View Full Version : Do lenses fit in a folded Tachihara 4x5?

7-Dec-2003, 16:28
I have a 4x5 Nagaoka, which is a great little camera, but even my smallest lens/shutter won't fit when it's all folded up. How about the Tachihara (or other similar wood field cameras)? TIA.

Jon Shiu
7-Dec-2003, 18:34
Hi, the tachihara can only fold up with a very small lens like the Angulon 90/6.8. I believe an older and lighter tachihara, which also was sold as Calumet wood field, had a hole in the bed to accomodate folding up with up to 150mm lens.

Dennis Mairet
7-Dec-2003, 20:45
A Wista DX can close with a small lens inside. Examples:

Old Fuji W 135mm f5.6 (single coated, in Seiko shutter) (modern one is larger)

Fuji A 180 f9

A Kodak 203mm Ektar should fit inside any folding camera.

One thing to try with a larger lens would be storing it in the camera facing backwards.

tor kviljo
8-Dec-2003, 00:55
A friend of my bought the Tachihara a few years back. At that time, the company had chosen to reinforced the tripod-plate assy. stealing some of the space left for lens-on camera when closed, so my friend could not even let the modest 180mm Nikkor M stay put when closing camera. I guess You should check things thouroughly for yourself before buying, if that is an important issue, as the tachihara-tripod change indicates that models may change in this aspect during production run.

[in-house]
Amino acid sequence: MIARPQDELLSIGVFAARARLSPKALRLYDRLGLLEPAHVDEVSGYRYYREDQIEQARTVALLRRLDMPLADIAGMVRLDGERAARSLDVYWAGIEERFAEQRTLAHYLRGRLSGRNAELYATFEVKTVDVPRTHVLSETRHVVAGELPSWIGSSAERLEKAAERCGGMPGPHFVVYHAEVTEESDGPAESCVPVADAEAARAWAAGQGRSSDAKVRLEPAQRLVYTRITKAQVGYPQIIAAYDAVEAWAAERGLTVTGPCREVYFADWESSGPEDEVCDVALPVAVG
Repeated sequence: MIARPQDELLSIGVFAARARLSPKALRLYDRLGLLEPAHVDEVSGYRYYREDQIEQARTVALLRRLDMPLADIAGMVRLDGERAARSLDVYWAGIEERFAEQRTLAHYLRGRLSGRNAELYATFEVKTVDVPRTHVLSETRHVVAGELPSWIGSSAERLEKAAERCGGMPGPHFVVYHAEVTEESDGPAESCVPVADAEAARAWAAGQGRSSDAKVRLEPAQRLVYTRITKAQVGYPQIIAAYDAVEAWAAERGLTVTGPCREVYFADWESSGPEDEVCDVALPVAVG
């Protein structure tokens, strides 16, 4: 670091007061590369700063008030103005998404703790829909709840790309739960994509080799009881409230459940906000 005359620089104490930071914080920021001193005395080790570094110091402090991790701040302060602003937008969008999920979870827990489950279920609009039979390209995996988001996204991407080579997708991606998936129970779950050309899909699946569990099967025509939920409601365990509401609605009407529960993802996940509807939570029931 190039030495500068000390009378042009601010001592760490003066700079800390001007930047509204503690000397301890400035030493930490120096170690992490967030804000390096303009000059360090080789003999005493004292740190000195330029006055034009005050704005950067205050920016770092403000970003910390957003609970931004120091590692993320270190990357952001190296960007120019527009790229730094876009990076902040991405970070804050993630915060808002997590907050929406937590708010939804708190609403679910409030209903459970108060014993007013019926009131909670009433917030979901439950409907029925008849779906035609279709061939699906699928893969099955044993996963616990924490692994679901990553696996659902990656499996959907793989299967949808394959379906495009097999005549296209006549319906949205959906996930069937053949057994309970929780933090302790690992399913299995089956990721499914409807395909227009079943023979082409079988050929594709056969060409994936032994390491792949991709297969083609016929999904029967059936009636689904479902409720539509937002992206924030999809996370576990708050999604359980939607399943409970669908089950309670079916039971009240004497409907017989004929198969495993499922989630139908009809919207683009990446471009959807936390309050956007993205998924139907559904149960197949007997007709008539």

Roger Rouch
8-Dec-2003, 05:27
Though I haven't tried it backwards, I can not carry any of my lenses on my Tachihara including the Ektar 203. It is new from about 3 years ago.

Ernest Purdum
8-Dec-2003, 10:19
The current Japanese field cameras are descended from earlier models, which in turn owe their ancestry to British designs going back very many years. Until the early 1970's, most of them still had a "turntable" in the bed, a large ring to which the tripod legs were attached. The opening in the center of the ring was large enough to accommodate most any lens which could be mounted on the rather small lensboard typical of the time. This, of course, left the lens unprotected, but nevertheless still attached to the camera.

Since the 1970's, turntables have disappeared. Even before that time, it had beome common practice to fit the camera with an adapter plate which closed off the hole, but permitted a modern tripod to be attached instead of the quite hazardous, though compact and light, separate legs. With the demise of the turntable, few lenses could be left in place when closing the camera.

There is an interesting possibility here. If the tuntable hole were filled not with a flat plate but a cup-shaped piece, carrying the tripod screw socket, a lens could be left attached and also protected. The camera thickness would be increased by the depth of the cup, but the weight would not necessarily increase at all. I have seen this done on one camera, but regret that I can't remember who was the maker.

There would be an additional benefit. A solid wood camera bed not infrequently develops splits, cracks or glue failure. The big aluminum plate found on Deardorffs is one way of guarding against this occurrence. The Deardorff's design ancestry, like the Japanese field cameras, goes back to English patterns, but the turntable was not included from the outset, about fifty years before the Japanese discarded it.